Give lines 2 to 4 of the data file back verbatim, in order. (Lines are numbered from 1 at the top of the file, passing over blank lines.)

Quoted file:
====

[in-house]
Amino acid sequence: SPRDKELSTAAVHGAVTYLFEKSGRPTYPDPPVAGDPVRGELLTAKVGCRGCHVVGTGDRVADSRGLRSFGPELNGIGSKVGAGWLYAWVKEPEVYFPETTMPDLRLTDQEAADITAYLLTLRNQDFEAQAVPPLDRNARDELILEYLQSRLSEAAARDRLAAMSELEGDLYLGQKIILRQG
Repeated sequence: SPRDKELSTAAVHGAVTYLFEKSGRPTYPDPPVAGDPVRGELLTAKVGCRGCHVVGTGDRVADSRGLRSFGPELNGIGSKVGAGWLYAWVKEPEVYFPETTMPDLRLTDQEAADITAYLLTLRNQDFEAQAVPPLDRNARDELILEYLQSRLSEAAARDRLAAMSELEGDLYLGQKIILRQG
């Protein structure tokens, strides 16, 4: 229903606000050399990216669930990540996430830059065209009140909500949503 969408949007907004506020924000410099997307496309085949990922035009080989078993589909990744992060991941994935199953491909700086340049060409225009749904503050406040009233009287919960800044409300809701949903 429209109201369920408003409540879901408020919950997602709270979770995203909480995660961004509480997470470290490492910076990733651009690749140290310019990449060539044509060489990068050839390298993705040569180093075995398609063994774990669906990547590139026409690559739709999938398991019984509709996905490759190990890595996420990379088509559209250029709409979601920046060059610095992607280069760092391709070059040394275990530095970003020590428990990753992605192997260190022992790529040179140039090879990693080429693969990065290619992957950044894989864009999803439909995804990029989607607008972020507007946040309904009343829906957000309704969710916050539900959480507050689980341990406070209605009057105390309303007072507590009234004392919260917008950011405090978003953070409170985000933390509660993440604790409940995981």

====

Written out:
Amino acid sequence: SPRDKELSTAAVHGAVTYLFEKSGRPTYPDPPVAGDPVRGELLTAKVGCRGCHVVGTGDRVADSRGLRSFGPELNGIGSKVGAGWLYAWVKEPEVYFPETTMPDLRLTDQEAADITAYLLTLRNQDFEAQAVPPLDRNARDELILEYLQSRLSEAAARDRLAAMSELEGDLYLGQKIILRQG
Repeated sequence: SPRDKELSTAAVHGAVTYLFEKSGRPTYPDPPVAGDPVRGELLTAKVGCRGCHVVGTGDRVADSRGLRSFGPELNGIGSKVGAGWLYAWVKEPEVYFPETTMPDLRLTDQEAADITAYLLTLRNQDFEAQAVPPLDRNARDELILEYLQSRLSEAAARDRLAAMSELEGDLYLGQKIILRQG
């Protein structure tokens, strides 16, 4: 229903606000050399990216669930990540996430830059065209009140909500949503 969408949007907004506020924000410099997307496309085949990922035009080989078993589909990744992060991941994935199953491909700086340049060409225009749904503050406040009233009287919960800044409300809701949903 429209109201369920408003409540879901408020919950997602709270979770995203909480995660961004509480997470470290490492910076990733651009690749140290310019990449060539044509060489990068050839390298993705040569180093075995398609063994774990669906990547590139026409690559739709999938398991019984509709996905490759190990890595996420990379088509559209250029709409979601920046060059610095992607280069760092391709070059040394275990530095970003020590428990990753992605192997260190022992790529040179140039090879990693080429693969990065290619992957950044894989864009999803439909995804990029989607607008972020507007946040309904009343829906957000309704969710916050539900959480507050689980341990406070209605009057105390309303007072507590009234004392919260917008950011405090978003953070409170985000933390509660993440604790409940995981």